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Patrick county moves to correct issues
Division issues draft of Corrective Action Plan
Friday, December 21, 2012
By SAM JACKSON - Bulletin Staff Writer
Patrick County Schools Superintendent Dr. Roger Morris said Thursday he considers the draft of the Corrective Action Plan (CAP) the division sent to the state to be “a very positive step” toward correcting any issues found by the Virginia Department of Education (DOE).
Following a state probe of alleged irregularities in testing, diploma administration, communication and personnel matters, the DOE issued a report Nov. 21 of lapses it alleged and gave the division 30 days to respond. The division sent its draft response to the agency Thursday, Morris said.
“I’m satisfied,” he said. The DOE wants the issues corrected, “and so does the (Patrick County School) board. If we’re doing something wrong, we need to correct it.”
According to the CAP, the state sought improvements in “the need for more professionalism to develop a better environment of listening and respect” among employees. In its Nov. 21 report, the DOE also expressed a need for more training and better communication to prevent further lapses.
To that end, the CAP outlined plans to set up several committees among administrators and faculty to address problems the state found with “inaccurate graduation data” that was reported in addition to lapses in teacher accreditation.
Morris said the board intended to use the CAP as a “collaborative approach” to correct any problems.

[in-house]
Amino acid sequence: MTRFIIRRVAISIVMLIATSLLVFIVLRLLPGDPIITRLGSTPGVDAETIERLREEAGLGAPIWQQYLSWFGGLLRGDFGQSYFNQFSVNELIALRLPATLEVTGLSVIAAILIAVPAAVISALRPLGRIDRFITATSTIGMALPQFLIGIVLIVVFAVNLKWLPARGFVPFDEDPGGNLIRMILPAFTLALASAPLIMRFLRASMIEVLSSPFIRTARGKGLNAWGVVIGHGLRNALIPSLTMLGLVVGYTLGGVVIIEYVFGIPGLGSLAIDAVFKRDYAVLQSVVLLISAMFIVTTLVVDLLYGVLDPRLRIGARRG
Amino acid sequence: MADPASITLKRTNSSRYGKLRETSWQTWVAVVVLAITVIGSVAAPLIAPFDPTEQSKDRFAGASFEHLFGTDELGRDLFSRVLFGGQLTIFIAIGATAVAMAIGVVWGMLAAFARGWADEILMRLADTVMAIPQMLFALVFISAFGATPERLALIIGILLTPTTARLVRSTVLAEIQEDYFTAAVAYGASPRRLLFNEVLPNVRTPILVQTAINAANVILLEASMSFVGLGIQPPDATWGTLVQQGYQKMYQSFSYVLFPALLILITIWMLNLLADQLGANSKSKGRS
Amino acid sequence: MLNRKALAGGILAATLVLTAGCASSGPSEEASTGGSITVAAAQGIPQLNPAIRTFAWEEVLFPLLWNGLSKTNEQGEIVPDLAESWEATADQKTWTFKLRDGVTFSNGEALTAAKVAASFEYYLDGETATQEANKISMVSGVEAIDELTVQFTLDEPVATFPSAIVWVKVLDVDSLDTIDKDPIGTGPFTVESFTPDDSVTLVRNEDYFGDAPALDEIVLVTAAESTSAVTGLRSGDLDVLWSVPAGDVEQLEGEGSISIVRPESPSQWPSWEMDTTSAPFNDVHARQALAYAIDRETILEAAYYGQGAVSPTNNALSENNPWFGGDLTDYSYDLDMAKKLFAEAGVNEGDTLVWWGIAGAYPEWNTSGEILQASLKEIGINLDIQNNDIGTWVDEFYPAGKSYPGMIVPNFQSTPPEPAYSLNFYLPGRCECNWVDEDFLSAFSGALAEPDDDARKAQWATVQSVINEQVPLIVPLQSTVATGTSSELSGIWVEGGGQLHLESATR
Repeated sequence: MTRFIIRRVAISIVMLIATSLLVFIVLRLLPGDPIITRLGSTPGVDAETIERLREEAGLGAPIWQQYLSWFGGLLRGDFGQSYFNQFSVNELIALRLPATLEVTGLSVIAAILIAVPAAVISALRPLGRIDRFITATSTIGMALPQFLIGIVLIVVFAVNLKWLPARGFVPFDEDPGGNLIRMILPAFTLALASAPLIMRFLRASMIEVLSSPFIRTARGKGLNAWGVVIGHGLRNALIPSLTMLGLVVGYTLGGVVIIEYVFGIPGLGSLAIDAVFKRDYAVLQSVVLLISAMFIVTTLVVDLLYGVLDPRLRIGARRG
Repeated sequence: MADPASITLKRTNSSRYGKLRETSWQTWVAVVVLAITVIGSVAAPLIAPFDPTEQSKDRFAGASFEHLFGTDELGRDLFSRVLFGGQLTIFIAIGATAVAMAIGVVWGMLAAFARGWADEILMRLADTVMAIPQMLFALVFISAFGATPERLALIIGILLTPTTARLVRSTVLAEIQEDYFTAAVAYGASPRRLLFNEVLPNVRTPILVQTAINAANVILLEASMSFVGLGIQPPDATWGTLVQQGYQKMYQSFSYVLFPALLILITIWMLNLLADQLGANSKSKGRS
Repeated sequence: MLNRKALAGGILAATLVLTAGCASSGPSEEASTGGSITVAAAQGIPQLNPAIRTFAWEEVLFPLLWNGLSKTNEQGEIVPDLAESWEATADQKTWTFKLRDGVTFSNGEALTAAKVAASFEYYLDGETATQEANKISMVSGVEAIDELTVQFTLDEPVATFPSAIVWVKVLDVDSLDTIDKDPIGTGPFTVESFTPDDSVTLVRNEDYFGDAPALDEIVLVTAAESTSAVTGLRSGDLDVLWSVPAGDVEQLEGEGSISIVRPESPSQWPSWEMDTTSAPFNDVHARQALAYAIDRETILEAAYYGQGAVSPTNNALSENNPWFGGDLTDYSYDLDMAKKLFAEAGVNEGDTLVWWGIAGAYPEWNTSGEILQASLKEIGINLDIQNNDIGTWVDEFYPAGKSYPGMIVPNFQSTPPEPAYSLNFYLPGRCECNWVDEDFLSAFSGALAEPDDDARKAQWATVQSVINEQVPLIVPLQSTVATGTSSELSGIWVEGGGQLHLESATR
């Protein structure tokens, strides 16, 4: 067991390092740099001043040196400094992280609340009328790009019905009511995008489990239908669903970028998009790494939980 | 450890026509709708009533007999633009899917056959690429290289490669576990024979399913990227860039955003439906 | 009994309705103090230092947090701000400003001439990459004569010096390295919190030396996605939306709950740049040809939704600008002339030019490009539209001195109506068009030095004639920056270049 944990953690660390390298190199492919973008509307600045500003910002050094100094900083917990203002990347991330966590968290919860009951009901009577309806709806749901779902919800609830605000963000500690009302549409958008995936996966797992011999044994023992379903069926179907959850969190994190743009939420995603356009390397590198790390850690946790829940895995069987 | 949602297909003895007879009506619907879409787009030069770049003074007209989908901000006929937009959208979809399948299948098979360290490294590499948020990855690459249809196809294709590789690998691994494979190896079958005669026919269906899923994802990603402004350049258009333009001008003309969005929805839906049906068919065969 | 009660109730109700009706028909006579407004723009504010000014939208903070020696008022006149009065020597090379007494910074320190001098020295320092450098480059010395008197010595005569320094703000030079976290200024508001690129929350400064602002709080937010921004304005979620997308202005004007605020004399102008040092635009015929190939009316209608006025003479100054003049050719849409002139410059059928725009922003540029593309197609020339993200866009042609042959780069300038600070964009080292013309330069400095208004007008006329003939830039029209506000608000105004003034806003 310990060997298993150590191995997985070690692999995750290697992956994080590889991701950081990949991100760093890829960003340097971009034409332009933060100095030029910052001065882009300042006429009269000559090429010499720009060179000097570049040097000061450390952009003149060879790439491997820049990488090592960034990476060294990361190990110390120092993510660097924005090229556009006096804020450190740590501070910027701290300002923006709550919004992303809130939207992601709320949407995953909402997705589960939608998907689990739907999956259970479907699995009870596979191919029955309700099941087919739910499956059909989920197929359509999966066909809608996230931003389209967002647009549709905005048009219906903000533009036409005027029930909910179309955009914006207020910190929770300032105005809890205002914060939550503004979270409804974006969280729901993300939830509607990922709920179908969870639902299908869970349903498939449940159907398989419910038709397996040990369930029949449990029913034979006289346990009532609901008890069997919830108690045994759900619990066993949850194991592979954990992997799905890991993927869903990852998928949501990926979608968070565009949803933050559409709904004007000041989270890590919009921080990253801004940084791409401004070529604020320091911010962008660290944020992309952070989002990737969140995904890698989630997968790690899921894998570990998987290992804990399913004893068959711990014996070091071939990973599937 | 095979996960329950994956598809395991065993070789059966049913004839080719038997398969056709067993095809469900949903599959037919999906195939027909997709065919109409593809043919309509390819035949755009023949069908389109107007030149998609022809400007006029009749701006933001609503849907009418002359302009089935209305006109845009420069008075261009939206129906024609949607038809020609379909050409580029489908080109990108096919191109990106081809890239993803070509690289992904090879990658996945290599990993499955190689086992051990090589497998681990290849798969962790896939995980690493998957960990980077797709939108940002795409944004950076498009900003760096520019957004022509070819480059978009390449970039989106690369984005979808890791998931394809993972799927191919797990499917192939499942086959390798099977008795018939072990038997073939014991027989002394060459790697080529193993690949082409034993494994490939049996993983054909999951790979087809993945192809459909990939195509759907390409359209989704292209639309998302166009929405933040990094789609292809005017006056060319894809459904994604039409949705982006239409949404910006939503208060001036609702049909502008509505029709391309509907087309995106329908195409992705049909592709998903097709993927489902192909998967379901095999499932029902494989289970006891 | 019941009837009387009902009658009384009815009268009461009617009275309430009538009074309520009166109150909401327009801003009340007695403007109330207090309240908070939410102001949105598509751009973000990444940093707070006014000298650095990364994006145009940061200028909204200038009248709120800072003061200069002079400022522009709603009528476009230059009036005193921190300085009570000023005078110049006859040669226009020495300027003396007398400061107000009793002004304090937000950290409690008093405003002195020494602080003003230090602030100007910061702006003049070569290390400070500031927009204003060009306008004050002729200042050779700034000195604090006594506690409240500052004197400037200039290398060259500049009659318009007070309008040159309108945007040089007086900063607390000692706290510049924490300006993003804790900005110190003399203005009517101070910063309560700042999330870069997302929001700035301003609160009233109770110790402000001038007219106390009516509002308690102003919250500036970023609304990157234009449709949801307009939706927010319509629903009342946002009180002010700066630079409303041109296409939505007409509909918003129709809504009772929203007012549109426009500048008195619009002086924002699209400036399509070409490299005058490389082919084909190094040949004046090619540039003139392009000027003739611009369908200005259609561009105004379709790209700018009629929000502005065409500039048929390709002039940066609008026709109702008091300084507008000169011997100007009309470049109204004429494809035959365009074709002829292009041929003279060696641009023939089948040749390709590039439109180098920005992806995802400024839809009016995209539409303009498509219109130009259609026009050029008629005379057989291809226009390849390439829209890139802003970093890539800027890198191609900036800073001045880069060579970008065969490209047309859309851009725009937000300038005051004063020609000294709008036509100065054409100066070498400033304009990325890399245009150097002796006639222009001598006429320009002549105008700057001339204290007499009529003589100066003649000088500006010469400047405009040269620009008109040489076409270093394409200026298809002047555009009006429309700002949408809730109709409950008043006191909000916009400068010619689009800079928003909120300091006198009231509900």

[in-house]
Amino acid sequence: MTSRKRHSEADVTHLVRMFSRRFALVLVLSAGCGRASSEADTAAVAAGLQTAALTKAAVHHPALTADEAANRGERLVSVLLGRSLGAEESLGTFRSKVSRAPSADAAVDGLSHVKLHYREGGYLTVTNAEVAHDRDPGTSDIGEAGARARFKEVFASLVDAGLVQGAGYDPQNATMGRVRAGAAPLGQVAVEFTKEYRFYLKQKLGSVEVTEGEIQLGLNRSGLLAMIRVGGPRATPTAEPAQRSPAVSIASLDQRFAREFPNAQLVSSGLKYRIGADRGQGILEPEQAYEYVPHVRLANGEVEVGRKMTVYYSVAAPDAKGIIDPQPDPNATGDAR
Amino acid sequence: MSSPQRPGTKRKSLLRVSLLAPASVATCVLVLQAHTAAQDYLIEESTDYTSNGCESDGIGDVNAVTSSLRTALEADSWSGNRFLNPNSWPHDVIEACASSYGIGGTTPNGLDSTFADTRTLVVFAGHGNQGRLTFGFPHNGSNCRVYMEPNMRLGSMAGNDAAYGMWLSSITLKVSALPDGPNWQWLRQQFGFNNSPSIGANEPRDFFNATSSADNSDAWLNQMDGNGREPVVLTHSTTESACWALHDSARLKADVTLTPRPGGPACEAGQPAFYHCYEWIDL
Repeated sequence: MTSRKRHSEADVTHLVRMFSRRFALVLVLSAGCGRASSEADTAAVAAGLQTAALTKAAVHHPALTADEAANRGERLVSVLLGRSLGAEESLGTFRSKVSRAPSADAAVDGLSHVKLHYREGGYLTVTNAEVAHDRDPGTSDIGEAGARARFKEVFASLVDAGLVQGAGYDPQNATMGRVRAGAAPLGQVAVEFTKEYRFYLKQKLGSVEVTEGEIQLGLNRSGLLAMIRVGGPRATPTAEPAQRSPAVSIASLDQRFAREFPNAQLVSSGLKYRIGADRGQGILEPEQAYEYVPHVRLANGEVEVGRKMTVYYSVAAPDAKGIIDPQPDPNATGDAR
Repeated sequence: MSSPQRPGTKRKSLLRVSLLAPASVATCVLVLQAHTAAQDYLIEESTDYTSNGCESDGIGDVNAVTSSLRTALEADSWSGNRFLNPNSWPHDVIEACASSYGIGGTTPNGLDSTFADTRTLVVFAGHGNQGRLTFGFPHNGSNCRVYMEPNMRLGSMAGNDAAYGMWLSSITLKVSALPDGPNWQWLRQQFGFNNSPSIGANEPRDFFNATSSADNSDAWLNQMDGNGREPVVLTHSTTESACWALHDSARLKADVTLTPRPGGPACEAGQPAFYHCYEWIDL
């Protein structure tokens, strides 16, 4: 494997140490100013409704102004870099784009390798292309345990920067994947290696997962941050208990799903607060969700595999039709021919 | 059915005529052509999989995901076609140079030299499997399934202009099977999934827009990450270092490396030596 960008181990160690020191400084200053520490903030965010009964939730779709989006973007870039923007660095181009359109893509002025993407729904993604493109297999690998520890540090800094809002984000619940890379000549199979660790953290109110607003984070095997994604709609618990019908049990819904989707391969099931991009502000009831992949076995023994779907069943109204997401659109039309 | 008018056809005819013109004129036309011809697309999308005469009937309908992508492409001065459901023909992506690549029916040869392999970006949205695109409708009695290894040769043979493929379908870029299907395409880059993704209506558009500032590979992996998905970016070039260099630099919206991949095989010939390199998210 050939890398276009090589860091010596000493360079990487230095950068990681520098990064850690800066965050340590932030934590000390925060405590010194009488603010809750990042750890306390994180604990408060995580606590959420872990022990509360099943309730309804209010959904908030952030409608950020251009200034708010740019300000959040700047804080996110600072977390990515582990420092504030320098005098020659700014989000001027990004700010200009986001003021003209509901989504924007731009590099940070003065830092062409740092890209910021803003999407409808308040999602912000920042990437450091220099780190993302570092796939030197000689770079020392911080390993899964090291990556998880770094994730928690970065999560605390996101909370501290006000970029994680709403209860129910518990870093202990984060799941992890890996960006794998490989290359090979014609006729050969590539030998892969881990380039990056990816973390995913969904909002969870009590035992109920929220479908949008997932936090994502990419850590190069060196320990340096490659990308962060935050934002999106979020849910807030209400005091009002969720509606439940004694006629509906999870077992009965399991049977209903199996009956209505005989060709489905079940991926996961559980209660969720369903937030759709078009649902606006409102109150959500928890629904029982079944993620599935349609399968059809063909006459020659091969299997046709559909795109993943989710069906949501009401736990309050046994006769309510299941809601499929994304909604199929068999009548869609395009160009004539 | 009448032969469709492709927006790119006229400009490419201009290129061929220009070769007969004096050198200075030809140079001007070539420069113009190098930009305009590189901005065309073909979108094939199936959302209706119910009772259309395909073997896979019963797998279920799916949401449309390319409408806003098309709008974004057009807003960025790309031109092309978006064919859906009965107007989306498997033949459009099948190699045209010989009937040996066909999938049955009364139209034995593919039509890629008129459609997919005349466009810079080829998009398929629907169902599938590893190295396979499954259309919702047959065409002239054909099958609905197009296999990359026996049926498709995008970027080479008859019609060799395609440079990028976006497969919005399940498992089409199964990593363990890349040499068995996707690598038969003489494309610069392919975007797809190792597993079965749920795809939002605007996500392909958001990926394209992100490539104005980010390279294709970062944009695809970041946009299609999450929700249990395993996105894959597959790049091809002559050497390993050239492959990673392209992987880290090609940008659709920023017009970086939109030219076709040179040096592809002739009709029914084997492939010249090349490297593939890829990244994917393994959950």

“We don’t just want to dictate a policy and have individuals not understand it or have input in it,” he said. He added that the board wanted to make sure the staff and possibly students have a say.
After Patrick County High School principal Moriah Dollarhite was reassigned to the central school board office Wednesday, Morris said her role would ensure “we can have someone do a lot of research and do a lot of policy development” as the CAP is implemented. He added that the graduating class of 2013 already has been reviewed to prevent irregularities in degree awards.
Stuart Elementary Principal Tammy Waldron had been reassigned as interim principal at the high school and Dee Owens, assistant principal at Stuart Elementary, will serve as principal on an interim basis, Morris said. Both appointments likely will last until the end of the school year.
“We needed to provide some stability, and that’s what we did,” he added.
The movement of the principals was not a punitive measure in Dollarhite’s case, nor was it a result of the DOE report, Morris said. He said that she might be reassigned later should the school board deem it necessary.
As part of its effort to comply with the DOE report, the central school board office will go through restructuring to meet the needs of the CAP. Morris did not elaborate, but said the structure of the central office has been the same for the past 20 years.
“In 20 years, education has changed a whole lot,” and the division needs to adapt, he said.
Morris said the state will respond to the school’s draft report with corrections, and the division will make any necessary changes. He said the DOE has not given the division a timetable for its response.
In all, Morris estimated that it would take six months to a year to implement all the steps in the corrective action plan. “After that, it will be mostly measuring progress,” he said.